MM: You served as the secretary of NITRAA (Bangalore chapter) in 2014. What plans do you have to strengthen the alumni relations of the institute and how satisfied are you with the current state of affairs?
DM: I was the vice-president of NITRAA SZ for 2012-14, and am the secretary of NITRAA, Bangalore chapter, for the past two years. My aim had been to bring the large group of Rengcolians/NITRAANs in Bangalore together. However, it has not been easy, a dream yet to be realised, a task still in hand, a journey yet to accomplish.
I can be brutally honest by admitting that many of us are too busy to take time out to join the alumni meetings or too stingy to contribute a few hundred rupees for alumni functioning or too selfish to always look for value from alumni functions.
One has to look at it the same way you pay a visit to your village out of your sheer love for it, rather than any other expectation. It is very difficult to run an alumni chapter without whole hearted and proactive support from each alumnus who comes forward and takes initiative. The most recent batches are the least engaging ones and that trend has to change. The younger batches have to step up and carry the baton forward. I am sorry for being a little harsh in my thoughts here.
MM: How has been your experience so far with Projects and Technology at Shell, India? You have risen to the top echelons in management positions after your tenure as an engineering student. How smooth was the transition from engineering life to the management hustles?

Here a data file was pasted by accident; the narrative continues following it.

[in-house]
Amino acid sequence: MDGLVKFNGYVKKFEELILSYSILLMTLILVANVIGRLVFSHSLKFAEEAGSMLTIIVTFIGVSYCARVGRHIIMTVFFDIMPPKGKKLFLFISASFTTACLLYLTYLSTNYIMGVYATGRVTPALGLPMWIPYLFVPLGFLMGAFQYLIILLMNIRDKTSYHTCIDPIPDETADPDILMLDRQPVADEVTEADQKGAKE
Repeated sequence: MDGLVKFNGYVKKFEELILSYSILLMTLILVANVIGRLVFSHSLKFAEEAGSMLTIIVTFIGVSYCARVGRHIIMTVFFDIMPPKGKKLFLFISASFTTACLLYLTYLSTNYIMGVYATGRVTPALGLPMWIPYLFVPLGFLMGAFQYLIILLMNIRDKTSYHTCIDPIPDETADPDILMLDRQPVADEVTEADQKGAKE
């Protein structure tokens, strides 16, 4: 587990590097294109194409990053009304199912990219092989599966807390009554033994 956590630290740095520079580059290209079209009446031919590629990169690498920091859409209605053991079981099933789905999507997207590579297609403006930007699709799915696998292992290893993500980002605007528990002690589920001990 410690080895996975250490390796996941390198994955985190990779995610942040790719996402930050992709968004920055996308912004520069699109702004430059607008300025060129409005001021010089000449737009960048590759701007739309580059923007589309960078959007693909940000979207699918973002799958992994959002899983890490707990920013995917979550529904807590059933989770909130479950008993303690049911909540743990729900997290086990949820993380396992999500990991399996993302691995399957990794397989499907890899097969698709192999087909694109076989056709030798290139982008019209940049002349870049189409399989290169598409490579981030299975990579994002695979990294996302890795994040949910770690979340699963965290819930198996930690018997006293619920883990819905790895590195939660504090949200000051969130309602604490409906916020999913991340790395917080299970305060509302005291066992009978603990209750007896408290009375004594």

DM: It has been a great experience working in a MNC like Shell which is usually among the Fortune top 3 global companies every year. The role transition from HPCL was significant for me. When I joined as a regional business development manager for Asia-Pacific, I was in the engineering east leadership team and global small business manager. A new company, new place, new role and a diverse global culture proved to be a challenge for me during the first six months. But being a great employee in a friendly company, things appeared to be fallen in place for me in the next 8 years I was with Shell. Here again I delivered in diverse roles, ranging from commercial roles as business development to ethics and compliance head for P&T India and then heading Project Quality from Shell India for the past 4 years. I was lucky though, to have survived through the Transition 2009 during the global crisis arising out of US Sub-prime lending issues.
MM: A man in your position would definitely look for amusement at the end of a tiring day. Are there any hobbies that you might have taken up during your college days that you pursue even today?